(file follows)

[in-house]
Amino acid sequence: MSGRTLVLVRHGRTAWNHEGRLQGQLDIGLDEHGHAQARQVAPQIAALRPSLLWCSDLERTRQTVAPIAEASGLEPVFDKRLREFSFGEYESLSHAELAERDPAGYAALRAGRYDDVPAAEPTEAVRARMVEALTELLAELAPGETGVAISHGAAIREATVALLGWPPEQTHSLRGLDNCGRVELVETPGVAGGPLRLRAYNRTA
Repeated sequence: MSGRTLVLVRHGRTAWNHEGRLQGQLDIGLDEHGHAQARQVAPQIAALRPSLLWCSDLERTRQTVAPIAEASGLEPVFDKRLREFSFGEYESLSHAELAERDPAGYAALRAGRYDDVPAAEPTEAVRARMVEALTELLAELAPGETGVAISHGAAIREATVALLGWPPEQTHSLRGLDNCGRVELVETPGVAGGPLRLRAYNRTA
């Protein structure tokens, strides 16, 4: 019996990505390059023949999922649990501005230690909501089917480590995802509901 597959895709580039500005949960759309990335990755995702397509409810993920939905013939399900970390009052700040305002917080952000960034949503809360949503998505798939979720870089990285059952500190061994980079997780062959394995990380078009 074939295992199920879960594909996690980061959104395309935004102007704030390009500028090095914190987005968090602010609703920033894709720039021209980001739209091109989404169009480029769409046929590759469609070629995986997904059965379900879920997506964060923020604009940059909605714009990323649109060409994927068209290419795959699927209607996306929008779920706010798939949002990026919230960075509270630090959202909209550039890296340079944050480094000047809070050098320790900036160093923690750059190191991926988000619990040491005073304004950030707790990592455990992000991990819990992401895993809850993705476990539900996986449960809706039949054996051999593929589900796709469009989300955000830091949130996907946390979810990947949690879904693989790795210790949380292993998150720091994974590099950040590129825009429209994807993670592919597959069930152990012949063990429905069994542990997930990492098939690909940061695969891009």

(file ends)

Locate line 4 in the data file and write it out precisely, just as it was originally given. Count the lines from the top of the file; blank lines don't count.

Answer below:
């Protein structure tokens, strides 16, 4: 019996990505390059023949999922649990501005230690909501089917480590995802509901 597959895709580039500005949960759309990335990755995702397509409810993920939905013939399900970390009052700040305002917080952000960034949503809360949503998505798939979720870089990285059952500190061994980079997780062959394995990380078009 074939295992199920879960594909996690980061959104395309935004102007704030390009500028090095914190987005968090602010609703920033894709720039021209980001739209091109989404169009480029769409046929590759469609070629995986997904059965379900879920997506964060923020604009940059909605714009990323649109060409994927068209290419795959699927209607996306929008779920706010798939949002990026919230960075509270630090959202909209550039890296340079944050480094000047809070050098320790900036160093923690750059190191991926988000619990040491005073304004950030707790990592455990992000991990819990992401895993809850993705476990539900996986449960809706039949054996051999593929589900796709469009989300955000830091949130996907946390979810990947949690879904693989790795210790949380292993998150720091994974590099950040590129825009429209994807993670592919597959069930152990012949063990429905069994542990997930990492098939690909940061695969891009």